First West Nile virus related death reported in North Dakota

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Infectious Disease

The North Dakota Department of Health (NDDoH) announced Friday the state’s first West Nile virus (WNV) related death in 2021.

 

As of September 9, 2021, there have been 19 human WNV cases reported in 13 North Dakota counties, resulting in 10 hospitalizations and one death. The WNV related death was a resident in southwest North Dakota and was over the age of 60.

 

“People older than 60 years, or those who have underlying health issues, are at the greatest risk of developing a severe illness due to WNV infection. The individual’s death is a tragic reminder of how dangerous WNV can be,” said Amanda Bakken, an epidemiologist with the NDDoH.

 

In 2020, North Dakota had seven cases of WNV reported and no related deaths.

 

Most people infected with WNV experience no symptoms or have only mild symptoms, such as fever and headache. In more severe types of infection, the virus can cause high fever, severe headache, stiff neck, altered mental state, and death. People with these symptoms should see a health care provider immediately.

WNV transmission usually peaks in late summer in North Dakota. As the year progresses, people may be inclined to skip mosquito protection. However, until there is a hard frost to eliminate the remaining mosquito population, people should continue to protect themselves from mosquito bites. The NDDoH recommends the following precautions:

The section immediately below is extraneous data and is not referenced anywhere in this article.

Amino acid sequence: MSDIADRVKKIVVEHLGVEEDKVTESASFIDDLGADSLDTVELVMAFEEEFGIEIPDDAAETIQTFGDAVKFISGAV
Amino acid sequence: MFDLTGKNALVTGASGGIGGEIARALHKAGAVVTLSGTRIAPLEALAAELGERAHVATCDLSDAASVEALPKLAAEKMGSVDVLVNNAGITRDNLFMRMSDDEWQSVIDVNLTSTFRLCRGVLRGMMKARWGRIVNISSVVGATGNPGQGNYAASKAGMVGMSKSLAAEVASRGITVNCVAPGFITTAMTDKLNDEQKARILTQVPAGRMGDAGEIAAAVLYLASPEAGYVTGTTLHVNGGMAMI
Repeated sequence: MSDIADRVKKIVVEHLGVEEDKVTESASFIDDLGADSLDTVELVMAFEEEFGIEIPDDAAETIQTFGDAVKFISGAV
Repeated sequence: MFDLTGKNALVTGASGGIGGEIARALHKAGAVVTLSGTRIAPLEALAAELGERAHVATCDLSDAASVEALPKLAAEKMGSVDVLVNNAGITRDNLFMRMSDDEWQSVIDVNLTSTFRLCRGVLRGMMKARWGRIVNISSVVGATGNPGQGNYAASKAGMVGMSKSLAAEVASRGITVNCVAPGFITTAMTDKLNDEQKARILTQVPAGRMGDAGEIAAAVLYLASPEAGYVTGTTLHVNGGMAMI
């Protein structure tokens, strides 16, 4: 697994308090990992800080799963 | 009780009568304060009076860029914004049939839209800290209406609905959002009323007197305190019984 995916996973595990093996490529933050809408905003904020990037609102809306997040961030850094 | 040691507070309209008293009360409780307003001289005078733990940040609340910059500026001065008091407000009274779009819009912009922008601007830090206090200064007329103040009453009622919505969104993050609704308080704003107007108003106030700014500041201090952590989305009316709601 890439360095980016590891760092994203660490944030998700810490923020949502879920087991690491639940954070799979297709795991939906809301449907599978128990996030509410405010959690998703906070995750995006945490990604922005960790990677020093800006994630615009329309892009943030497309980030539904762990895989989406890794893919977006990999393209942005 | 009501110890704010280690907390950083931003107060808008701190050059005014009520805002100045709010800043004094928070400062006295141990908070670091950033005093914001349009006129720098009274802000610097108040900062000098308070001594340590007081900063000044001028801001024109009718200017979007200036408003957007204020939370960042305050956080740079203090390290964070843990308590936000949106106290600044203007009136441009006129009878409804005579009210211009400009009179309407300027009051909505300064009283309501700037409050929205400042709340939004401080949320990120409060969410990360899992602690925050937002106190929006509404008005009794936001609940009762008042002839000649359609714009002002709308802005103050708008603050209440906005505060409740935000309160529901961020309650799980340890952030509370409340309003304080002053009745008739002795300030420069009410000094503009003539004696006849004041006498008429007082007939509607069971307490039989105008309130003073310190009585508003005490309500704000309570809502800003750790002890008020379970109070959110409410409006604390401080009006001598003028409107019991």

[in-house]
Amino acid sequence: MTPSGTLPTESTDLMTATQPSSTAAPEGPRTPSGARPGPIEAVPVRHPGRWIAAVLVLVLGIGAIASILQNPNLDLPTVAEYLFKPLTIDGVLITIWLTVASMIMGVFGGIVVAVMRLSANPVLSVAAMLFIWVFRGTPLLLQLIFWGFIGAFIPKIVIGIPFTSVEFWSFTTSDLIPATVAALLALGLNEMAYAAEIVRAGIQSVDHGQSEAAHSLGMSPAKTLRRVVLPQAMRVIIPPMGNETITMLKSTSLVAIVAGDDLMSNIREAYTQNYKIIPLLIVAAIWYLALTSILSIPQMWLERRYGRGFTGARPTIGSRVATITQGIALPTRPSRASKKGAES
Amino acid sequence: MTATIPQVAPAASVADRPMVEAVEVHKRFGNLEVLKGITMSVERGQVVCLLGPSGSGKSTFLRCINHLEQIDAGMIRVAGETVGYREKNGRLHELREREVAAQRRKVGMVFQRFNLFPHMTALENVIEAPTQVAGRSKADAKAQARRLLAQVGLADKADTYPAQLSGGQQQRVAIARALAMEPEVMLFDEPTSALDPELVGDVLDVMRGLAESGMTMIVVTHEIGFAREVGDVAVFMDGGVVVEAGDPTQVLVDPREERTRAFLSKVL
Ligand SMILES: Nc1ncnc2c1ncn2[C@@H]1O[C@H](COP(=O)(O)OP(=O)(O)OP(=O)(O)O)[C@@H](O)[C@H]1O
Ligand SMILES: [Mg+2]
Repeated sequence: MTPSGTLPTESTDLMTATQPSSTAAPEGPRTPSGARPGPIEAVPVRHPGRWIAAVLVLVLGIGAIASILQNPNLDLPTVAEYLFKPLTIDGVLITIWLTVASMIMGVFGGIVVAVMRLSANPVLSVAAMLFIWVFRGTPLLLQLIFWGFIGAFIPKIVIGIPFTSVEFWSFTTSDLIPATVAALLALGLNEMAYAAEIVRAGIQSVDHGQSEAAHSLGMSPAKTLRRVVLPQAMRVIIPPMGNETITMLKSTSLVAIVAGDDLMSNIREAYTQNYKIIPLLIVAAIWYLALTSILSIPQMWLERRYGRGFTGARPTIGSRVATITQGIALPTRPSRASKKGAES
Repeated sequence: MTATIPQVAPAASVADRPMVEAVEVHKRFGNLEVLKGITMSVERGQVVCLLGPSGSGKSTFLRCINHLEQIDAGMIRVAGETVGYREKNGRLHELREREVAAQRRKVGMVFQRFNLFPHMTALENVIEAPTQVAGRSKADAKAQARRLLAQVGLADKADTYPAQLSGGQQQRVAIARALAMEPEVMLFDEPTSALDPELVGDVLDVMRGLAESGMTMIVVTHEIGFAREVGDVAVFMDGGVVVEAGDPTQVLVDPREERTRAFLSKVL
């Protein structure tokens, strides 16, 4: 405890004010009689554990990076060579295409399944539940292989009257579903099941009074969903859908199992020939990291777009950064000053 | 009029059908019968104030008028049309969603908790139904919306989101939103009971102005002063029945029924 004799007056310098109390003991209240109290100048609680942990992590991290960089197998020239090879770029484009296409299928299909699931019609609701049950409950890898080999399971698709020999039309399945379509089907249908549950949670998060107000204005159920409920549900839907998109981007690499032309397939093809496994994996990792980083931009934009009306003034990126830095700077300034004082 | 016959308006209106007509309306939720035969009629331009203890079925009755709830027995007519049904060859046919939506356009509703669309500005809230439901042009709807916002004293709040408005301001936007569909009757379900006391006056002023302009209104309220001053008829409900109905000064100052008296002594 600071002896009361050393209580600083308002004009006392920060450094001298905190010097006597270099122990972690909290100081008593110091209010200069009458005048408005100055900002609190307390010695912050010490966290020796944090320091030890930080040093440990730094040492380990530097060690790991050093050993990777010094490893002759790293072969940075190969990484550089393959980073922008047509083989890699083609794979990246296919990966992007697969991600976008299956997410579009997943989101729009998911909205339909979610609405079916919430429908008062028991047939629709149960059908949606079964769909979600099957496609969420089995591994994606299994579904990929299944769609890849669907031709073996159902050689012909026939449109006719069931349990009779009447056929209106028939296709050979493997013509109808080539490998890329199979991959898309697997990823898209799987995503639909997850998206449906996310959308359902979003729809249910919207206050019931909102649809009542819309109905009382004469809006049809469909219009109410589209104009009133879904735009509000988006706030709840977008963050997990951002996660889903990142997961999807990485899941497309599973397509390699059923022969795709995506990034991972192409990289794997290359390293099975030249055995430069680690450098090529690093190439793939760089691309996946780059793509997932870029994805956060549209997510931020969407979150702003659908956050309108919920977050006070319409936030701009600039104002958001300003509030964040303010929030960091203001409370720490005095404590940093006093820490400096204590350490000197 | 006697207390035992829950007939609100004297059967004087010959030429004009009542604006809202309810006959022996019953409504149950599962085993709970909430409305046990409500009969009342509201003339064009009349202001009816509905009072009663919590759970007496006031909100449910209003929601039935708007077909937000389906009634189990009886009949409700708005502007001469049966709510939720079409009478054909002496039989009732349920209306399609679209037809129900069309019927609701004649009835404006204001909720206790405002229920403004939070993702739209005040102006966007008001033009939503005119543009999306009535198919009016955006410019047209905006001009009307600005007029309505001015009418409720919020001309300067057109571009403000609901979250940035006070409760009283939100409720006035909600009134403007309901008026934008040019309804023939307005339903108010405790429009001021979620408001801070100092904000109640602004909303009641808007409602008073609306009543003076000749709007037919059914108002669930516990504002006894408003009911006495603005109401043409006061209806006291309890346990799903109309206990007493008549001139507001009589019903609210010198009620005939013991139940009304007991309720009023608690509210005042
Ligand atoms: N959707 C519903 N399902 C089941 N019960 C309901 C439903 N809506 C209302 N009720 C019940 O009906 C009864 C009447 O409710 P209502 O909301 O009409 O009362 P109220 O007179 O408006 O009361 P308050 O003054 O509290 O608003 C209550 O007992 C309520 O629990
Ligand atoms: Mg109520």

·         Use insect repellent registered with the U.S. Environmental Protection Agency (EPA) that contain ingredients such as DEET, picaridin, IR3535, oil of lemon eucalyptus, PMD, 2-undecanone, and permethrin (clothing only). Always follow the directions on the manufacturer’s label for safe and effective use.

·         Wear protective clothing outdoors such as long-sleeved shirts, long pants and socks.

·         Limit outdoor activities between dusk and dawn when mosquitoes that can carry WNV are most likely to bite.

·         Eliminate stagnant water in containers around homes where mosquitoes can lay their eggs (e.g., gutters, buckets, flower pots, old tires, wading pools and birdbaths).

·         Install or repair screens on windows and doors to keep mosquitoes out of your residence.

Maintain a well-trimmed yard and landscape around your home.

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